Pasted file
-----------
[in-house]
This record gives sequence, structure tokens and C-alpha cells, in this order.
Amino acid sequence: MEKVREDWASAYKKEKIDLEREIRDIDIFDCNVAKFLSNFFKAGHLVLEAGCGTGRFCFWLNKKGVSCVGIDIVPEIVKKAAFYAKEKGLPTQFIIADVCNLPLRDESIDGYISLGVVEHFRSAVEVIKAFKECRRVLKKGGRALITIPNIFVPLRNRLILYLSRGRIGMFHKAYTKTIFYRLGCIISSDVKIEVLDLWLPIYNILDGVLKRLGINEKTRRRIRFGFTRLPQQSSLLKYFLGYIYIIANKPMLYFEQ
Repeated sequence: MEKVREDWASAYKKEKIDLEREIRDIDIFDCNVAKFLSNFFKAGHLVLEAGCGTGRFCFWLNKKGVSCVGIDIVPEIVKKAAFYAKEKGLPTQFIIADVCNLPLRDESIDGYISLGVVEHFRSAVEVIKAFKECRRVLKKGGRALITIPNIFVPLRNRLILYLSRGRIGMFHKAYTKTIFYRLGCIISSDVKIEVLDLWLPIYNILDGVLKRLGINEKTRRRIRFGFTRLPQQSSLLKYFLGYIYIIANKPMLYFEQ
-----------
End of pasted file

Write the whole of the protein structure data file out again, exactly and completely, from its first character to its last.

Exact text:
[in-house]
This record gives sequence, structure tokens and C-alpha cells, in this order.
Amino acid sequence: MEKVREDWASAYKKEKIDLEREIRDIDIFDCNVAKFLSNFFKAGHLVLEAGCGTGRFCFWLNKKGVSCVGIDIVPEIVKKAAFYAKEKGLPTQFIIADVCNLPLRDESIDGYISLGVVEHFRSAVEVIKAFKECRRVLKKGGRALITIPNIFVPLRNRLILYLSRGRIGMFHKAYTKTIFYRLGCIISSDVKIEVLDLWLPIYNILDGVLKRLGINEKTRRRIRFGFTRLPQQSSLLKYFLGYIYIIANKPMLYFEQ
Repeated sequence: MEKVREDWASAYKKEKIDLEREIRDIDIFDCNVAKFLSNFFKAGHLVLEAGCGTGRFCFWLNKKGVSCVGIDIVPEIVKKAAFYAKEKGLPTQFIIADVCNLPLRDESIDGYISLGVVEHFRSAVEVIKAFKECRRVLKKGGRALITIPNIFVPLRNRLILYLSRGRIGMFHKAYTKTIFYRLGCIISSDVKIEVLDLWLPIYNILDGVLKRLGINEKTRRRIRFGFTRLPQQSSLLKYFLGYIYIIANKPMLYFEQ